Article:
Kudzu

On land subdued by cotton, scarlet, red
with iron oxide dust, and over-grazed
in ravaged washes, where the strange fruit hung
along the sides of strip mines, long since left
with only shale edged scars as memories
over cut traces of abandoned roads

these tendrils, vigorous, imported, twine
into a different kind of rope, for these
are almost healing: rooting as they go
at every node that touches ruined earth
holding what’s left, and building nitrogen
into the soil for a future crop

destroying what it is that, lingering
still needs destruction, emigrant but home
and blossoming, through curses, iron blades
and even flame, remaking this worn earth
for future roses, unforgetting, red,
and indeterminate in these two hands.

***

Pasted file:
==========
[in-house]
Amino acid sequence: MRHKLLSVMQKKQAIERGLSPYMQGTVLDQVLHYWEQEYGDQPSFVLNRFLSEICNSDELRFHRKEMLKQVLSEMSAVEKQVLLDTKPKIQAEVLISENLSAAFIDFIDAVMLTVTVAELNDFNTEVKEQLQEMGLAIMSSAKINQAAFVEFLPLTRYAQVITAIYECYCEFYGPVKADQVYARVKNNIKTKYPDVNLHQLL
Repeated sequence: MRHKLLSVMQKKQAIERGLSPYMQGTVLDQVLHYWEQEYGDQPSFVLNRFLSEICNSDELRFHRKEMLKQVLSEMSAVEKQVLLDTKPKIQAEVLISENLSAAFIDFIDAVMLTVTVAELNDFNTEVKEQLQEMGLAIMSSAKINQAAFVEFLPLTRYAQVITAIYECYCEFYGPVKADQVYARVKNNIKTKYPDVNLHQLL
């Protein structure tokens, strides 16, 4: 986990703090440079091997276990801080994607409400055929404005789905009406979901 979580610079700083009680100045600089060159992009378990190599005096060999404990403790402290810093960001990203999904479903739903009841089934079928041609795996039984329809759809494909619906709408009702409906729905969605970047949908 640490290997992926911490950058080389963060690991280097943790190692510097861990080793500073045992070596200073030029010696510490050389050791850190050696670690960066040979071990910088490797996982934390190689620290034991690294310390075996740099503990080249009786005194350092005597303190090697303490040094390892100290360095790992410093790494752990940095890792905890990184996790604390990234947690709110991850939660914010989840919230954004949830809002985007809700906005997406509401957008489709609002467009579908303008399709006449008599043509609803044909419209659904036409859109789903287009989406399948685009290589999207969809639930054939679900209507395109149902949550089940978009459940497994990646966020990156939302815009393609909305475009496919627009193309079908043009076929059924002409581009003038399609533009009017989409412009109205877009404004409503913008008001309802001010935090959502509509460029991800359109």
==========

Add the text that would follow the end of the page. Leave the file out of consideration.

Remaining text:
W.F. Lantry, a native of San Diego, received his Licence and Maîtrise from the Université de Nice, M.A. in English from Boston University and Ph.D. in Literature and Creative Writing from the University of Houston. The recipient of the Paris/Atlantic Young Writers Award, the Lindberg Foundation International Poetry for Peace Award, and the 2010 CutBank Patricia Goedicke Prize in Poetry, his work has appeared in The Wallace Stevens Journal, Prairie Fire Magazine, protestpoems.org: Writing for Human Rights, Poets for Living Waters, Cha: An Asian Literary Journal, Now Culture and Gulf Coast. He currently works in Washington, DC.

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